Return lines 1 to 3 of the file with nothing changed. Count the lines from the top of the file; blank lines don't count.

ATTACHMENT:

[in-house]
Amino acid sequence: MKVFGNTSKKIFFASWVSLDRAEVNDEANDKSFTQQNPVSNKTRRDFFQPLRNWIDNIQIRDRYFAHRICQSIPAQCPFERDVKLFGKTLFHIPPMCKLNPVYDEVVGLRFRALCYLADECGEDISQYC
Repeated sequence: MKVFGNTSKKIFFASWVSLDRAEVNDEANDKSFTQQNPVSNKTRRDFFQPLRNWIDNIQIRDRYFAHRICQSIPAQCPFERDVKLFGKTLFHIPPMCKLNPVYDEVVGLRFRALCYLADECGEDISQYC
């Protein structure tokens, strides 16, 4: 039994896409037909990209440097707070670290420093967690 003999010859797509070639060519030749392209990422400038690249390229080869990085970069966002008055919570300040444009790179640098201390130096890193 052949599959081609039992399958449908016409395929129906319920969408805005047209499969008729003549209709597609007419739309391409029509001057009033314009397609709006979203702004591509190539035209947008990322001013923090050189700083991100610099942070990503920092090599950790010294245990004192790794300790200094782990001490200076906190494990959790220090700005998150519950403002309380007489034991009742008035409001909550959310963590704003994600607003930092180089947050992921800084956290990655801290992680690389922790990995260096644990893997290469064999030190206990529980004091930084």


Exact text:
[in-house]
Amino acid sequence: MKVFGNTSKKIFFASWVSLDRAEVNDEANDKSFTQQNPVSNKTRRDFFQPLRNWIDNIQIRDRYFAHRICQSIPAQCPFERDVKLFGKTLFHIPPMCKLNPVYDEVVGLRFRALCYLADECGEDISQYC
Repeated sequence: MKVFGNTSKKIFFASWVSLDRAEVNDEANDKSFTQQNPVSNKTRRDFFQPLRNWIDNIQIRDRYFAHRICQSIPAQCPFERDVKLFGKTLFHIPPMCKLNPVYDEVVGLRFRALCYLADECGEDISQYC